Colt Lightning Magazine Rifle CLMR Medium Frame .32-20 WCF Pump Action 1901

SOLD FOR: $1462

LSB#: 220331MD002

Make: Colt

Model: Lightning Magazine Rifle, Medium Frame

Serial Number: 88062

Year of Manufacture: 1901

Caliber: .32 CLMR (.32-20 Winchester)

Action Type: Slide / Pump Action, Full Length Tube Magazine Fed Rifle

Markings: The top of the barrel is marked “COLT’S PT. F.A. MFG. CO. HARTFORD CT. U.S.A. / PATENTED MAY 29 SEPT. 18. 83. MAY 26. 85. JUNE 15. 86. FEB. 22. 87.” in front of the rear sight, the rear is marked “32 Cal.”. The left side of the receiver has a faint Rampant Colt logo. The bottom tang is marked “88062”.

Barrel Length: 26”, Tapered Octagonal

Sights / Optics: The front sight is a german silver blade in a slotted base dovetailed to the front of the barrel. The rear sight is a “V”-notch leaf and elevator sight dovetailed to the rear of the barrel. The top tang is drilled and tapped for a peep sight (none included).

Stock Configuration & Condition: The stocks are walnut with a two-piece slide handle, straight wrist, straight comb and steel crescent buttplate. A compass has been inlaid to the left of the buttstock. The stocks have scattered nicks, dings, scuffs and scratches. The forend’s finish shows some crazing. There are cracks and a few small losses at the front edges of the wrist, one thin crack at the toe, and scattered voids in the buttstock’s finish. The LOP measures 13 3/8″ from the front of the trigger to the back of the buttplate. The plate has mostly worn to white with scattered surface oxidation and some light erosion. Overall, the stocks are in Good condition as refinished.

Type of Finish: Blued

Finish Originality: Original

Bore Condition: The bore is gray with well defined rifling. There is scattered light erosion in the bore and infrequent minor pitting.

Overall Condition: This rifle retains about 3% of its metal finish. Remaining finish is in protected areas such as corners and around the trigger guard. Most surfaces have worn to white or gone to a light patina. There is scattered light surface erosion. There are several scattered light nicks, dings, scuffs and scratches with tool marks at most screw heads. The action shows operational wear. The dust cover is missing from the top of the bolt assembly. The screw heads range from sharp to disfigured with useable slots. One screw is brass and is a replacement. The markings are generally clear, the rampant colt is worn and incomplete. Overall, this rifle is in about Good condition.

Mechanics: The action functions correctly, however the dust cover is missing from the top of the bolt assembly. We have not fired this rifle. As with all previously owned firearms, a thorough cleaning may be necessary to meet your maintenance standards.

Box, Paperwork & Accessories: None

Our Assessment: Around the 1880s, Colt was looking to diversify but both Remington and Winchester had the rifle market sewn up. Besides their lever-actions, there were also new slide action rifles: the user pumped a moving arm set under the barrel and around a tubular magazine, kicking out a spent round and loading a new one with every “stroke”. Colt concentrated on this design concept and in 1884 introduced a gun with a short slide action that was so slick and so fast; they dubbed it the “Lightning”. The advertising said it all: “Nothing was faster than lightning”.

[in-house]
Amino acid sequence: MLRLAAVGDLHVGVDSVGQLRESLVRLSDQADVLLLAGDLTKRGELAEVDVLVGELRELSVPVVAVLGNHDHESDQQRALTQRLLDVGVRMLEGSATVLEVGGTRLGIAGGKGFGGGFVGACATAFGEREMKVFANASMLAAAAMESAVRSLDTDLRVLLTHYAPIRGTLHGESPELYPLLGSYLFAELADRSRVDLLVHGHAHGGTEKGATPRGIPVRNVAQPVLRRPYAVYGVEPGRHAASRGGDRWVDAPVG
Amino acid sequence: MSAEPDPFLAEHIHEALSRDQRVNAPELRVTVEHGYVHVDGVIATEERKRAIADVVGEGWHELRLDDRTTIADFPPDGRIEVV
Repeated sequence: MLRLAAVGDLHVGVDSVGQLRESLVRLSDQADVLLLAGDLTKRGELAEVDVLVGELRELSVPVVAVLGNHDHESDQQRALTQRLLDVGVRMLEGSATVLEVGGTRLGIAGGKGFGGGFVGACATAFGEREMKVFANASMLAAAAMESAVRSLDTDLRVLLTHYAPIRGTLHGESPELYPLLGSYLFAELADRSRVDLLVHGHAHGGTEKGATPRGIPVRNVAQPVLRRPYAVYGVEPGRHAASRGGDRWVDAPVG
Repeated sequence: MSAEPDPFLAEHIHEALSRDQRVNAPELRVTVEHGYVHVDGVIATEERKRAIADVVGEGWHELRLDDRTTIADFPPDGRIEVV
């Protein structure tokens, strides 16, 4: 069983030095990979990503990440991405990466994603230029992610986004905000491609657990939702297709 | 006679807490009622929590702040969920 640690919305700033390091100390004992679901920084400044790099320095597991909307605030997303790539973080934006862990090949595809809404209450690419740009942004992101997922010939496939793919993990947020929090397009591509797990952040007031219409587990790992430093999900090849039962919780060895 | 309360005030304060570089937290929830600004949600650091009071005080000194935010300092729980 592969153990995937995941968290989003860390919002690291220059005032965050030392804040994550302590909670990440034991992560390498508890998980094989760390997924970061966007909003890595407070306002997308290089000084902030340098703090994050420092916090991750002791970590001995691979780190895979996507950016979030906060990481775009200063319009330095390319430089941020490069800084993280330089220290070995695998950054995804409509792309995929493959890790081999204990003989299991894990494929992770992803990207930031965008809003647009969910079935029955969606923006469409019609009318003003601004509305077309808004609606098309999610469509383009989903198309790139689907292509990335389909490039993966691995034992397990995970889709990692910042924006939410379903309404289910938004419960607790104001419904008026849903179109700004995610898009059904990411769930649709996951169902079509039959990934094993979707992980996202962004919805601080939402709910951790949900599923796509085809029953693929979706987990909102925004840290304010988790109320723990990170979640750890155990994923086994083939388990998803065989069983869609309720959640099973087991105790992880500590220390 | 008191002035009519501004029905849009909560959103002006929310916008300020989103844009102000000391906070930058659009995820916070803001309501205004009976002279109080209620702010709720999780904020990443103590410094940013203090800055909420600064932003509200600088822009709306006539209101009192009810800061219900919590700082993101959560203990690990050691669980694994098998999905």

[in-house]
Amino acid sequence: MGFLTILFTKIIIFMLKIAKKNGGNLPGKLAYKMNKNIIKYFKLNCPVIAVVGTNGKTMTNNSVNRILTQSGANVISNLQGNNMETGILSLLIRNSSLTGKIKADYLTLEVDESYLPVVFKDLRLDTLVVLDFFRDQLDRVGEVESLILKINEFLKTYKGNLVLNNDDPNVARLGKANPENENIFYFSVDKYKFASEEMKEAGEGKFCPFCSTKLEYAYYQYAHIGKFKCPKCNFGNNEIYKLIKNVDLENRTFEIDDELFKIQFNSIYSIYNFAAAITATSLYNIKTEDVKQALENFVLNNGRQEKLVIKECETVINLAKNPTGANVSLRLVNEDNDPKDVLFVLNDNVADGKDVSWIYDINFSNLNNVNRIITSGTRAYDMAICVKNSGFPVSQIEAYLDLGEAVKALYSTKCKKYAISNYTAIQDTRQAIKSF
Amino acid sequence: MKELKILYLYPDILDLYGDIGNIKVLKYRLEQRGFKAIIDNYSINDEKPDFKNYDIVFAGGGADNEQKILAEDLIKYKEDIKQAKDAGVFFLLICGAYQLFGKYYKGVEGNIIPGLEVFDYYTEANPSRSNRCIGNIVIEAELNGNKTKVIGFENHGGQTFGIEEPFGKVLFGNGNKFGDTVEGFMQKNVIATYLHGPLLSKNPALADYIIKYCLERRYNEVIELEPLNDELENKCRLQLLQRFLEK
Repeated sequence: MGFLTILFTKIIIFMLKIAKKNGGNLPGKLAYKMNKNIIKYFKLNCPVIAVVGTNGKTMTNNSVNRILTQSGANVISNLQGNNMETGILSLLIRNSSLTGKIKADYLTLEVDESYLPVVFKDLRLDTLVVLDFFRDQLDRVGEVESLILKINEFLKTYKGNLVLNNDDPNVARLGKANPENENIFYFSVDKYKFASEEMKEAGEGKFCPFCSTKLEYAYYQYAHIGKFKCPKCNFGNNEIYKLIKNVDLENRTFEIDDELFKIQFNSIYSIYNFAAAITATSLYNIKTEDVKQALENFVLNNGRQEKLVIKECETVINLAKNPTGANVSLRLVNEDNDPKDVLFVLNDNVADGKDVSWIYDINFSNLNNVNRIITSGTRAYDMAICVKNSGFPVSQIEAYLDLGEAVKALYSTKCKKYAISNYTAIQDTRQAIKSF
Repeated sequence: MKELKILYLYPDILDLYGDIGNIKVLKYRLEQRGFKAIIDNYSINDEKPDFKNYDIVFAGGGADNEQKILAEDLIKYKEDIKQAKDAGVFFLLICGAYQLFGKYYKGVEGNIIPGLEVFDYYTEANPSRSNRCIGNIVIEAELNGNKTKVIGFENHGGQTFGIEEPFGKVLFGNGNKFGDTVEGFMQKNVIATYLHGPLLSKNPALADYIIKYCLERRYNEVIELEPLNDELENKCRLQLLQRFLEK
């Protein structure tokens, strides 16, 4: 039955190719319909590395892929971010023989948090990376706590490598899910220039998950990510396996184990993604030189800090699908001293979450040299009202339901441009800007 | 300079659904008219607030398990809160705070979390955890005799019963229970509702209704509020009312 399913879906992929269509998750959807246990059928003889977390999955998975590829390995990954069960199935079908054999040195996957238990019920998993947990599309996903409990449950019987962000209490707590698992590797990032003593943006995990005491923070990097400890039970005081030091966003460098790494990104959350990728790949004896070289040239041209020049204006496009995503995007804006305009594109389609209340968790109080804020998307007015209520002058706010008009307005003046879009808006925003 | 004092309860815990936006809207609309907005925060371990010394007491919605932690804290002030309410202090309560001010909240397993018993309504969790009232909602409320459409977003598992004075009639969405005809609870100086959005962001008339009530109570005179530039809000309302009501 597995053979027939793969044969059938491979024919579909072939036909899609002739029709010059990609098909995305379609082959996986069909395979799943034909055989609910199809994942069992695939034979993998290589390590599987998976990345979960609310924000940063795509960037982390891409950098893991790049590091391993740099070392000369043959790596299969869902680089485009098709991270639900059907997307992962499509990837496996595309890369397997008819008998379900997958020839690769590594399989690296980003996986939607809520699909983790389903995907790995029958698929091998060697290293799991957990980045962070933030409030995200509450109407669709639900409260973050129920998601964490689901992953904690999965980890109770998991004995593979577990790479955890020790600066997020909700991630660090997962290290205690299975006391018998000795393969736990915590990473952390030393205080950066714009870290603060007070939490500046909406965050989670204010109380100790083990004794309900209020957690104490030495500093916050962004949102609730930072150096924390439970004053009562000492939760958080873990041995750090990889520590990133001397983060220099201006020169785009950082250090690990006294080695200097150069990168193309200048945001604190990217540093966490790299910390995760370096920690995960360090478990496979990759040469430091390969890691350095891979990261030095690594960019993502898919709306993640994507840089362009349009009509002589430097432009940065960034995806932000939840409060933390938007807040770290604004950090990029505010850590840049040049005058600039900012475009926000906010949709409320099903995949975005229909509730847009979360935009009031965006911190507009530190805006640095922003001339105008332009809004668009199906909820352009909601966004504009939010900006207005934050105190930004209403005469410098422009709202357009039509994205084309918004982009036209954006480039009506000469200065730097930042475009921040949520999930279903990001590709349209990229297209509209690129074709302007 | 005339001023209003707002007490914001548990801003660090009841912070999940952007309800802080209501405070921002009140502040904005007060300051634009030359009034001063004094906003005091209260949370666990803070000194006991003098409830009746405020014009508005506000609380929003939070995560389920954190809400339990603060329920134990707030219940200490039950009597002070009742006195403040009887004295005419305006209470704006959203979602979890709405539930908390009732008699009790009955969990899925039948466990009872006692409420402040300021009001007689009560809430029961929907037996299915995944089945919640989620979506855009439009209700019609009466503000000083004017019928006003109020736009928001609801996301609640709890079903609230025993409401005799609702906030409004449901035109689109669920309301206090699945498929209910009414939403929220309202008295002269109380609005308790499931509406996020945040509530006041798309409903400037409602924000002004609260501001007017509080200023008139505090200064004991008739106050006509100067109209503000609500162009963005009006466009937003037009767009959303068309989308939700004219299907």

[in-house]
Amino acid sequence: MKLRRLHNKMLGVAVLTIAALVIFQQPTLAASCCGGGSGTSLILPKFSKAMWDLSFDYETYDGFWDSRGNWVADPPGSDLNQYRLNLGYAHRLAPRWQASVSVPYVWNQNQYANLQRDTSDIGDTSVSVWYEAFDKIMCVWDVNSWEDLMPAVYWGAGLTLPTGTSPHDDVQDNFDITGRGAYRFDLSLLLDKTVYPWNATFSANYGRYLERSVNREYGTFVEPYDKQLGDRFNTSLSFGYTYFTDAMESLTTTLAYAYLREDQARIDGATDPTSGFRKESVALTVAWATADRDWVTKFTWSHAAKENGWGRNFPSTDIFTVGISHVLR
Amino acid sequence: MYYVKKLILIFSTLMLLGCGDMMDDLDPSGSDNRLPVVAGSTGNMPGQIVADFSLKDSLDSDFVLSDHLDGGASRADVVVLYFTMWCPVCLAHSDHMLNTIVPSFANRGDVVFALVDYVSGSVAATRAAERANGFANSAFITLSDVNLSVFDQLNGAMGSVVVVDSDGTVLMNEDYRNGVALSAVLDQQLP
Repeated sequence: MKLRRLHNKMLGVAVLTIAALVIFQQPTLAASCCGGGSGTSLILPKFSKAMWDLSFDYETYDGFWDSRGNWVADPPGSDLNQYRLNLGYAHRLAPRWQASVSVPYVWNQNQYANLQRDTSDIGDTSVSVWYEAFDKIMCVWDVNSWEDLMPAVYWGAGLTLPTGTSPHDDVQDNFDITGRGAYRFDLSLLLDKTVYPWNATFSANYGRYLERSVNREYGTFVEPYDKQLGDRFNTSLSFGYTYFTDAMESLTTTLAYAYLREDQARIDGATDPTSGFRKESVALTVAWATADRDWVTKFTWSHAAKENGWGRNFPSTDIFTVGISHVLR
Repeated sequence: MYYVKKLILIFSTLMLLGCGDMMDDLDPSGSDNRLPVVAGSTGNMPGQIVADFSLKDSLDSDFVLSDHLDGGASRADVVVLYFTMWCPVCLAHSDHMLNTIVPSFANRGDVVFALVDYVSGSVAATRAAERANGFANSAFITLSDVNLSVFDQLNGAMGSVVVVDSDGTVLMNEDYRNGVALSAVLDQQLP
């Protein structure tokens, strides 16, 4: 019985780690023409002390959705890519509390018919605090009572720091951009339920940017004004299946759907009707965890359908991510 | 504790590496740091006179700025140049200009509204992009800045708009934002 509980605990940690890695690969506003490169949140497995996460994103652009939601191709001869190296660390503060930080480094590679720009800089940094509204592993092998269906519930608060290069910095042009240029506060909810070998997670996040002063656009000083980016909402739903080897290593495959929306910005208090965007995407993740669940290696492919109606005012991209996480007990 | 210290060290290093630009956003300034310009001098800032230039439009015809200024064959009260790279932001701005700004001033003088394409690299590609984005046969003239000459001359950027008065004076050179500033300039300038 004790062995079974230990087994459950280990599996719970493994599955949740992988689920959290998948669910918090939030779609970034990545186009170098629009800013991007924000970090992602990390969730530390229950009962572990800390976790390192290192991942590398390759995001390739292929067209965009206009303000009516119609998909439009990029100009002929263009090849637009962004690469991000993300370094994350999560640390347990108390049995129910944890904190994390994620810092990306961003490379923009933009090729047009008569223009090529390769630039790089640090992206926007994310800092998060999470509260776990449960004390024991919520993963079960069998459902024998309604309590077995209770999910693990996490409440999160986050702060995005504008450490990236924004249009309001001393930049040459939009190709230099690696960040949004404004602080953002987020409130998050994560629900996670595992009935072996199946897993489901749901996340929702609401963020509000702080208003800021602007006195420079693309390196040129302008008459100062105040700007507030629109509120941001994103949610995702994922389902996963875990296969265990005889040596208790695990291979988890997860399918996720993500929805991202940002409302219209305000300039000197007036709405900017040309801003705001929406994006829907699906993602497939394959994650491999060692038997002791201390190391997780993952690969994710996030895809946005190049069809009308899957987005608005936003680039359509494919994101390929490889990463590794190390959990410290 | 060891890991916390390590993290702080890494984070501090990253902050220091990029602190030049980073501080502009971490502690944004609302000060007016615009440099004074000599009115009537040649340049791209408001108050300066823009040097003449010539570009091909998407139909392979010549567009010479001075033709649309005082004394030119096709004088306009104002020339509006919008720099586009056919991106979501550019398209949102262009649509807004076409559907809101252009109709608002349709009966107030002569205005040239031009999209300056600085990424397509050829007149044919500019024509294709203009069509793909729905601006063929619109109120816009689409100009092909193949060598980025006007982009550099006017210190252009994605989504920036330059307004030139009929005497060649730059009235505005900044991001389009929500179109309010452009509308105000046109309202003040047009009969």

Dr. William H. Elliot, a dentist by trade, designed the gun. Half hobby, half side job, Elliot liked to tinker with things and over the course of his life came up with at least 130 inventions. Since he lived in Ilion, New York, he often walked down to neighboring Remington and showed them the interesting things he was working on and when Remington didn’t bite on his new rifle design, he sent a letter to Colt, who loved it. The handy rifle’s tubular magazine could hold as many as 16 rounds, depending on caliber, which made it very attractive. It came in three varieties: small, medium, and large. Each of these guns had the same set up, with a deep-blued finish, case hardened hammer, American walnut stock and fore-end, and open rear and front sights. They were light, going 6.5-pounds or so.

The medium frame guns, chambered for .32-20, .38-40 and .44-40 Winchester calibers, marketed as 32, 38 and 40 CLMR (Colt Lightning Magazine Rifle), were the most popular, using some of the same cartridges as Colt’s Single Action Army and with ammunition already being produced for Winchester’s rifles. Ultimately, the rifle was discontinued as Winchester and Colt came to the agreement that Winchester would produce rifles, Colt would produce handguns, and nobody needed to make the market competition get ugly. This example is a 1901 production medium frame chambered for .32-20. It is an honest rifle, showing wear which could be considered light considering its age of more than 120 years. This will make for a nice example of the Colt Lightning and would be an excellent addition to any safe in America. Please see our pictures and good luck!

Colt 1st Generation Single Action Army SAA .38-40 WCF Revolver, 1920 C&R
Colt 1st Generation Single Action Army SAA .38-40 WCF Revolver, 1920 C&R